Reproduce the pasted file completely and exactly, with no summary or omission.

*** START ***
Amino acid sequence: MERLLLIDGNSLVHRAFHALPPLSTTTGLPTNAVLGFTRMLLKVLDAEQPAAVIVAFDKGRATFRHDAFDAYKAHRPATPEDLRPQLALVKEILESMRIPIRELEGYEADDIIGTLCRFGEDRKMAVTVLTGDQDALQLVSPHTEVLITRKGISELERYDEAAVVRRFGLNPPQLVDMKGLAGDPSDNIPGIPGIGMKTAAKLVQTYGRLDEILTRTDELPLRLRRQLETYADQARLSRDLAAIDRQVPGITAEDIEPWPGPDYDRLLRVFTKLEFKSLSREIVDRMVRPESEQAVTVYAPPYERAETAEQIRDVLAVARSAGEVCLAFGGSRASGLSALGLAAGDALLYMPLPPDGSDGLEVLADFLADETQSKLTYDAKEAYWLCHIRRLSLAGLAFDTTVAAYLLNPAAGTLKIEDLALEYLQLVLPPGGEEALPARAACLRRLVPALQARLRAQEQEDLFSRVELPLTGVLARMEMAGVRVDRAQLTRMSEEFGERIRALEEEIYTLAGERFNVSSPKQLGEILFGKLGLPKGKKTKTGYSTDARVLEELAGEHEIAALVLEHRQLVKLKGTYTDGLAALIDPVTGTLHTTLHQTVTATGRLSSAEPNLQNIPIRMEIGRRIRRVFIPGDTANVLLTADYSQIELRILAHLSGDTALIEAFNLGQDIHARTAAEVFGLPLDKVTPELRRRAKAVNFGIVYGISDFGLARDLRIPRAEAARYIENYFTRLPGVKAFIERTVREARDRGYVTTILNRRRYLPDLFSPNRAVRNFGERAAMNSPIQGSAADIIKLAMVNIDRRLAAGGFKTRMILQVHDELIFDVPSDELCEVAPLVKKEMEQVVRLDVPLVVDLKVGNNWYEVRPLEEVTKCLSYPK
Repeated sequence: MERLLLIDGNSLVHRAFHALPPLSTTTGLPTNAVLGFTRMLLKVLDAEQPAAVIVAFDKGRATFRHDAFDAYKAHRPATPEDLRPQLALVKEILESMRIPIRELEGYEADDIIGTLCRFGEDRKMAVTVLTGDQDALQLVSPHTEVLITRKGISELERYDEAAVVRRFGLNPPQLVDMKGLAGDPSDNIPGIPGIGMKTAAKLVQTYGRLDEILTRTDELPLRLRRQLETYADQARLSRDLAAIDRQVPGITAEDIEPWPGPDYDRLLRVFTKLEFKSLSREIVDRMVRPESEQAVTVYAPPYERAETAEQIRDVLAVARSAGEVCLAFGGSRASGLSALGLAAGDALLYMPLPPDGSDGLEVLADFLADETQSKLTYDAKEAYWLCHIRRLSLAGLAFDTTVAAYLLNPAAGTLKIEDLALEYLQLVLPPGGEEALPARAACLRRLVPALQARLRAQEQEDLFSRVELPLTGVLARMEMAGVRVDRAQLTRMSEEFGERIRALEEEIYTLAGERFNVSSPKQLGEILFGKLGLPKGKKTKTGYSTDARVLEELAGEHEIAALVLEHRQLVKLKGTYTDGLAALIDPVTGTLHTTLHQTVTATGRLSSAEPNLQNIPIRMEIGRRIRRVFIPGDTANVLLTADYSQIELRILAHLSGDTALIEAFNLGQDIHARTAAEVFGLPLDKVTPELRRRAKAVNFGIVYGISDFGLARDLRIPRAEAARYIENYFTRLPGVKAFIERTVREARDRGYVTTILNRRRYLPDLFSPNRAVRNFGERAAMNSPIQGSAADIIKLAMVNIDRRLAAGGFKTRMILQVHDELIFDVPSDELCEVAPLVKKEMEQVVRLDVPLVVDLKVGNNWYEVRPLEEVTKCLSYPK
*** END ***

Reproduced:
Amino acid sequence: MERLLLIDGNSLVHRAFHALPPLSTTTGLPTNAVLGFTRMLLKVLDAEQPAAVIVAFDKGRATFRHDAFDAYKAHRPATPEDLRPQLALVKEILESMRIPIRELEGYEADDIIGTLCRFGEDRKMAVTVLTGDQDALQLVSPHTEVLITRKGISELERYDEAAVVRRFGLNPPQLVDMKGLAGDPSDNIPGIPGIGMKTAAKLVQTYGRLDEILTRTDELPLRLRRQLETYADQARLSRDLAAIDRQVPGITAEDIEPWPGPDYDRLLRVFTKLEFKSLSREIVDRMVRPESEQAVTVYAPPYERAETAEQIRDVLAVARSAGEVCLAFGGSRASGLSALGLAAGDALLYMPLPPDGSDGLEVLADFLADETQSKLTYDAKEAYWLCHIRRLSLAGLAFDTTVAAYLLNPAAGTLKIEDLALEYLQLVLPPGGEEALPARAACLRRLVPALQARLRAQEQEDLFSRVELPLTGVLARMEMAGVRVDRAQLTRMSEEFGERIRALEEEIYTLAGERFNVSSPKQLGEILFGKLGLPKGKKTKTGYSTDARVLEELAGEHEIAALVLEHRQLVKLKGTYTDGLAALIDPVTGTLHTTLHQTVTATGRLSSAEPNLQNIPIRMEIGRRIRRVFIPGDTANVLLTADYSQIELRILAHLSGDTALIEAFNLGQDIHARTAAEVFGLPLDKVTPELRRRAKAVNFGIVYGISDFGLARDLRIPRAEAARYIENYFTRLPGVKAFIERTVREARDRGYVTTILNRRRYLPDLFSPNRAVRNFGERAAMNSPIQGSAADIIKLAMVNIDRRLAAGGFKTRMILQVHDELIFDVPSDELCEVAPLVKKEMEQVVRLDVPLVVDLKVGNNWYEVRPLEEVTKCLSYPK
Repeated sequence: MERLLLIDGNSLVHRAFHALPPLSTTTGLPTNAVLGFTRMLLKVLDAEQPAAVIVAFDKGRATFRHDAFDAYKAHRPATPEDLRPQLALVKEILESMRIPIRELEGYEADDIIGTLCRFGEDRKMAVTVLTGDQDALQLVSPHTEVLITRKGISELERYDEAAVVRRFGLNPPQLVDMKGLAGDPSDNIPGIPGIGMKTAAKLVQTYGRLDEILTRTDELPLRLRRQLETYADQARLSRDLAAIDRQVPGITAEDIEPWPGPDYDRLLRVFTKLEFKSLSREIVDRMVRPESEQAVTVYAPPYERAETAEQIRDVLAVARSAGEVCLAFGGSRASGLSALGLAAGDALLYMPLPPDGSDGLEVLADFLADETQSKLTYDAKEAYWLCHIRRLSLAGLAFDTTVAAYLLNPAAGTLKIEDLALEYLQLVLPPGGEEALPARAACLRRLVPALQARLRAQEQEDLFSRVELPLTGVLARMEMAGVRVDRAQLTRMSEEFGERIRALEEEIYTLAGERFNVSSPKQLGEILFGKLGLPKGKKTKTGYSTDARVLEELAGEHEIAALVLEHRQLVKLKGTYTDGLAALIDPVTGTLHTTLHQTVTATGRLSSAEPNLQNIPIRMEIGRRIRRVFIPGDTANVLLTADYSQIELRILAHLSGDTALIEAFNLGQDIHARTAAEVFGLPLDKVTPELRRRAKAVNFGIVYGISDFGLARDLRIPRAEAARYIENYFTRLPGVKAFIERTVREARDRGYVTTILNRRRYLPDLFSPNRAVRNFGERAAMNSPIQGSAADIIKLAMVNIDRRLAAGGFKTRMILQVHDELIFDVPSDELCEVAPLVKKEMEQVVRLDVPLVVDLKVGNNWYEVRPLEEVTKCLSYPK